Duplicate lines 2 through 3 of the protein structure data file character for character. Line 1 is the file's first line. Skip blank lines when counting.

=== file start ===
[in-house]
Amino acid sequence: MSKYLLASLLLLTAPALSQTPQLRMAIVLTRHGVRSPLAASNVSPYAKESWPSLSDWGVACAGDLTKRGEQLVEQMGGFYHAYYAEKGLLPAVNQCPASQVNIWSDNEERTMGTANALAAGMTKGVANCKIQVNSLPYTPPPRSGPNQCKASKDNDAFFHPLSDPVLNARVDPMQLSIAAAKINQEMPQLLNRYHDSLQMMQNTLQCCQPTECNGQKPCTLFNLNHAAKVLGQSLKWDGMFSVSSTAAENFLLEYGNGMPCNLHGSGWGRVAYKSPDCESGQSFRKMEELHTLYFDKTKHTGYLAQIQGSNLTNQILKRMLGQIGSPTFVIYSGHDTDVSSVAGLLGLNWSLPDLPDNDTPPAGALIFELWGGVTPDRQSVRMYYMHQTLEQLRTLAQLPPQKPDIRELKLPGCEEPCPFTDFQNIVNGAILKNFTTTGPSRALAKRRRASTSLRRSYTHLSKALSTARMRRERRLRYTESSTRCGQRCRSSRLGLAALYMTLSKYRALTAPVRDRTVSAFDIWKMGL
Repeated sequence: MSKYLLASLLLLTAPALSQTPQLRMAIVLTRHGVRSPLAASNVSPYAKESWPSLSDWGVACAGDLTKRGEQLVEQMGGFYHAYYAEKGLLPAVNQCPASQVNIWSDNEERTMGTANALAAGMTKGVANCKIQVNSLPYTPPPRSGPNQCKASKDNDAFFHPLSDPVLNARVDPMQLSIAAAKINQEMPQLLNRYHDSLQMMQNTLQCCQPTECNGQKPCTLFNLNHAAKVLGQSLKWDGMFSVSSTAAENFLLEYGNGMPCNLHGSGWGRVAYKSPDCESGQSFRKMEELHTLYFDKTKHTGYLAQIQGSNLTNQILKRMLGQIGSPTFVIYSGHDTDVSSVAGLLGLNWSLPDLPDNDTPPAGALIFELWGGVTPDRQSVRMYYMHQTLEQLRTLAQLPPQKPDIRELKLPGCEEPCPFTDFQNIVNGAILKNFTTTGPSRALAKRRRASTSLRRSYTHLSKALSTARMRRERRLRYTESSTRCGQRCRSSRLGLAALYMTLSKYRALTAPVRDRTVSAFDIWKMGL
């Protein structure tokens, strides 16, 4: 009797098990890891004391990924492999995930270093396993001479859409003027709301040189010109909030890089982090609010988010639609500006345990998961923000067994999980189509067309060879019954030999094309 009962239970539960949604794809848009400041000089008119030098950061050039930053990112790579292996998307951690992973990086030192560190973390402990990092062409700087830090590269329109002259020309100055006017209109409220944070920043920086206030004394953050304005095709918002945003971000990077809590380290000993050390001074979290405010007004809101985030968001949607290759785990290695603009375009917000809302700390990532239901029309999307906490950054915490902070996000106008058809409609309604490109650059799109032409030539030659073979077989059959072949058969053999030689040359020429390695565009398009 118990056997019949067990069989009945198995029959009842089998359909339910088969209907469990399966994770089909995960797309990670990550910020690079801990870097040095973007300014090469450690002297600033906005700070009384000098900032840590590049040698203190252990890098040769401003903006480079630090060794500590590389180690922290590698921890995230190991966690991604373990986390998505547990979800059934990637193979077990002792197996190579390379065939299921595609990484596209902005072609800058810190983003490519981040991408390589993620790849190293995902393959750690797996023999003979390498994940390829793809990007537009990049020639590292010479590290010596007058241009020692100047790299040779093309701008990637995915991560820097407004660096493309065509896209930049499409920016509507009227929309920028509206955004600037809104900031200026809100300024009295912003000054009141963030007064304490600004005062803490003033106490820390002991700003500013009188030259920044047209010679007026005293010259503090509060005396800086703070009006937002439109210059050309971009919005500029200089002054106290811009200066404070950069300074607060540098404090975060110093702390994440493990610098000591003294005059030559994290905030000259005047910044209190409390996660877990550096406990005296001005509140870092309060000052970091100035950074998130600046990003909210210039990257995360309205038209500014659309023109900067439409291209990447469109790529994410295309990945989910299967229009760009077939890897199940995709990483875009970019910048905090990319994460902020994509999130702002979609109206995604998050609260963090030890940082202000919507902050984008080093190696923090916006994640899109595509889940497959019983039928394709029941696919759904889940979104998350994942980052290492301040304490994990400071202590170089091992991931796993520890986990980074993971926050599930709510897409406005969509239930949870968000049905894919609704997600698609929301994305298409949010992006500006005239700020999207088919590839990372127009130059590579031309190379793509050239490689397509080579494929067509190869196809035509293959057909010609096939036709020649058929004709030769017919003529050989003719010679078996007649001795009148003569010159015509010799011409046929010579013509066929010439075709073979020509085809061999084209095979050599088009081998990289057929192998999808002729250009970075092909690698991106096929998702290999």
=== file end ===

Amino acid sequence: MSKYLLASLLLLTAPALSQTPQLRMAIVLTRHGVRSPLAASNVSPYAKESWPSLSDWGVACAGDLTKRGEQLVEQMGGFYHAYYAEKGLLPAVNQCPASQVNIWSDNEERTMGTANALAAGMTKGVANCKIQVNSLPYTPPPRSGPNQCKASKDNDAFFHPLSDPVLNARVDPMQLSIAAAKINQEMPQLLNRYHDSLQMMQNTLQCCQPTECNGQKPCTLFNLNHAAKVLGQSLKWDGMFSVSSTAAENFLLEYGNGMPCNLHGSGWGRVAYKSPDCESGQSFRKMEELHTLYFDKTKHTGYLAQIQGSNLTNQILKRMLGQIGSPTFVIYSGHDTDVSSVAGLLGLNWSLPDLPDNDTPPAGALIFELWGGVTPDRQSVRMYYMHQTLEQLRTLAQLPPQKPDIRELKLPGCEEPCPFTDFQNIVNGAILKNFTTTGPSRALAKRRRASTSLRRSYTHLSKALSTARMRRERRLRYTESSTRCGQRCRSSRLGLAALYMTLSKYRALTAPVRDRTVSAFDIWKMGL
Repeated sequence: MSKYLLASLLLLTAPALSQTPQLRMAIVLTRHGVRSPLAASNVSPYAKESWPSLSDWGVACAGDLTKRGEQLVEQMGGFYHAYYAEKGLLPAVNQCPASQVNIWSDNEERTMGTANALAAGMTKGVANCKIQVNSLPYTPPPRSGPNQCKASKDNDAFFHPLSDPVLNARVDPMQLSIAAAKINQEMPQLLNRYHDSLQMMQNTLQCCQPTECNGQKPCTLFNLNHAAKVLGQSLKWDGMFSVSSTAAENFLLEYGNGMPCNLHGSGWGRVAYKSPDCESGQSFRKMEELHTLYFDKTKHTGYLAQIQGSNLTNQILKRMLGQIGSPTFVIYSGHDTDVSSVAGLLGLNWSLPDLPDNDTPPAGALIFELWGGVTPDRQSVRMYYMHQTLEQLRTLAQLPPQKPDIRELKLPGCEEPCPFTDFQNIVNGAILKNFTTTGPSRALAKRRRASTSLRRSYTHLSKALSTARMRRERRLRYTESSTRCGQRCRSSRLGLAALYMTLSKYRALTAPVRDRTVSAFDIWKMGL